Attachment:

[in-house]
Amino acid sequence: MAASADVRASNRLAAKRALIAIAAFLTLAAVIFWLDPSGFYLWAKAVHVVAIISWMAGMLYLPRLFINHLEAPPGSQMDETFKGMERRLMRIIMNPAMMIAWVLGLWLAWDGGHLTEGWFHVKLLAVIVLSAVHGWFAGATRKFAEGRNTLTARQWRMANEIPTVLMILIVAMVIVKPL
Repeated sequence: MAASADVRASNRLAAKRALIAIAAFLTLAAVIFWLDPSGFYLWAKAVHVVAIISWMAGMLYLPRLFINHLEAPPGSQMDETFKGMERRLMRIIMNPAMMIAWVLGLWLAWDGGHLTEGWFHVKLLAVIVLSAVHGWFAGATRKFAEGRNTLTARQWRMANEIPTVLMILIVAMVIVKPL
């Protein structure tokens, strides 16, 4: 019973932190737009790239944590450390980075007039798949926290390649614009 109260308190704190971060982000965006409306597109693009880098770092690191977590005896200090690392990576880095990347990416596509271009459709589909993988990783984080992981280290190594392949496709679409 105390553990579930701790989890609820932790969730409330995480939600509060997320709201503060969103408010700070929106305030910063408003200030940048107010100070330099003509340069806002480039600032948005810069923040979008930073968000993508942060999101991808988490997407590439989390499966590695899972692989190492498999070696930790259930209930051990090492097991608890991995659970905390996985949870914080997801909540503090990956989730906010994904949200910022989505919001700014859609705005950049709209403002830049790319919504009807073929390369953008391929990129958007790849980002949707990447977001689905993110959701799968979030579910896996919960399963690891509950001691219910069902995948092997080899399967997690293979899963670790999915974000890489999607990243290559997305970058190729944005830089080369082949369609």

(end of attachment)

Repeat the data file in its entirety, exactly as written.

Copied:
[in-house]
Amino acid sequence: MAASADVRASNRLAAKRALIAIAAFLTLAAVIFWLDPSGFYLWAKAVHVVAIISWMAGMLYLPRLFINHLEAPPGSQMDETFKGMERRLMRIIMNPAMMIAWVLGLWLAWDGGHLTEGWFHVKLLAVIVLSAVHGWFAGATRKFAEGRNTLTARQWRMANEIPTVLMILIVAMVIVKPL
Repeated sequence: MAASADVRASNRLAAKRALIAIAAFLTLAAVIFWLDPSGFYLWAKAVHVVAIISWMAGMLYLPRLFINHLEAPPGSQMDETFKGMERRLMRIIMNPAMMIAWVLGLWLAWDGGHLTEGWFHVKLLAVIVLSAVHGWFAGATRKFAEGRNTLTARQWRMANEIPTVLMILIVAMVIVKPL
């Protein structure tokens, strides 16, 4: 019973932190737009790239944590450390980075007039798949926290390649614009 109260308190704190971060982000965006409306597109693009880098770092690191977590005896200090690392990576880095990347990416596509271009459709589909993988990783984080992981280290190594392949496709679409 105390553990579930701790989890609820932790969730409330995480939600509060997320709201503060969103408010700070929106305030910063408003200030940048107010100070330099003509340069806002480039600032948005810069923040979008930073968000993508942060999101991808988490997407590439989390499966590695899972692989190492498999070696930790259930209930051990090492097991608890991995659970905390996985949870914080997801909540503090990956989730906010994904949200910022989505919001700014859609705005950049709209403002830049790319919504009807073929390369953008391929990129958007790849980002949707990447977001689905993110959701799968979030579910896996919960399963690891509950001691219910069902995948092997080899399967997690293979899963670790999915974000890489999607990243290559997305970058190729944005830089080369082949369609």